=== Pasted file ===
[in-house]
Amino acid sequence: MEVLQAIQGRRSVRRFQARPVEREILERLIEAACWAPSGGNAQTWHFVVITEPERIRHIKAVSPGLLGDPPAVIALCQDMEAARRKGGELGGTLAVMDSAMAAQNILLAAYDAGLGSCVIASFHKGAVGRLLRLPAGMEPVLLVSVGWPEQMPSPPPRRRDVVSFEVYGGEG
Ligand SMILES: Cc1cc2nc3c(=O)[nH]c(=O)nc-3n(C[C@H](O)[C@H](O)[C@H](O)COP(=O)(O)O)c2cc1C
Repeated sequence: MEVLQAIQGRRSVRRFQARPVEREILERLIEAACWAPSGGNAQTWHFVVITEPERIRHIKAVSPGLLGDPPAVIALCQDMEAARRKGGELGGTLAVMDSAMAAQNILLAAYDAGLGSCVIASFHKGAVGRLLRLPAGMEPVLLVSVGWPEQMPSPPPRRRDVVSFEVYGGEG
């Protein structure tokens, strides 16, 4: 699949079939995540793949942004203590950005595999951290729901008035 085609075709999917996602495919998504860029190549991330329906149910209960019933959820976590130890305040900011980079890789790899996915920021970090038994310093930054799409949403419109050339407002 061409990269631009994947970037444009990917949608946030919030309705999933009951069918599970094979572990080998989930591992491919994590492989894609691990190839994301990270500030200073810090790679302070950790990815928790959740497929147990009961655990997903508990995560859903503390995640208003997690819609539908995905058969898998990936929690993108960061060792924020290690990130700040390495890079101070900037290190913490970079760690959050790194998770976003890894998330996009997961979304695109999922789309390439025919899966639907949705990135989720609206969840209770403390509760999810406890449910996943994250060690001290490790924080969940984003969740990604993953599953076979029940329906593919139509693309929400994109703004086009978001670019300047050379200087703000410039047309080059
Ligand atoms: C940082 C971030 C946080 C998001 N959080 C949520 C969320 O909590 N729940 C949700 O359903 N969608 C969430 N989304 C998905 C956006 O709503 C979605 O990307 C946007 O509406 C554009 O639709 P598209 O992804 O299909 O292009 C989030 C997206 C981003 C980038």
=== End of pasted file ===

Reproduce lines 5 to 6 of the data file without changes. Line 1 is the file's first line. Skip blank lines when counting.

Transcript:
């Protein structure tokens, strides 16, 4: 699949079939995540793949942004203590950005595999951290729901008035 085609075709999917996602495919998504860029190549991330329906149910209960019933959820976590130890305040900011980079890789790899996915920021970090038994310093930054799409949403419109050339407002 061409990269631009994947970037444009990917949608946030919030309705999933009951069918599970094979572990080998989930591992491919994590492989894609691990190839994301990270500030200073810090790679302070950790990815928790959740497929147990009961655990997903508990995560859903503390995640208003997690819609539908995905058969898998990936929690993108960061060792924020290690990130700040390495890079101070900037290190913490970079760690959050790194998770976003890894998330996009997961979304695109999922789309390439025919899966639907949705990135989720609206969840209770403390509760999810406890449910996943994250060690001290490790924080969940984003969740990604993953599953076979029940329906593919139509693309929400994109703004086009978001670019300047050379200087703000410039047309080059
Ligand atoms: C940082 C971030 C946080 C998001 N959080 C949520 C969320 O909590 N729940 C949700 O359903 N969608 C969430 N989304 C998905 C956006 O709503 C979605 O990307 C946007 O509406 C554009 O639709 P598209 O992804 O299909 O292009 C989030 C997206 C981003 C980038």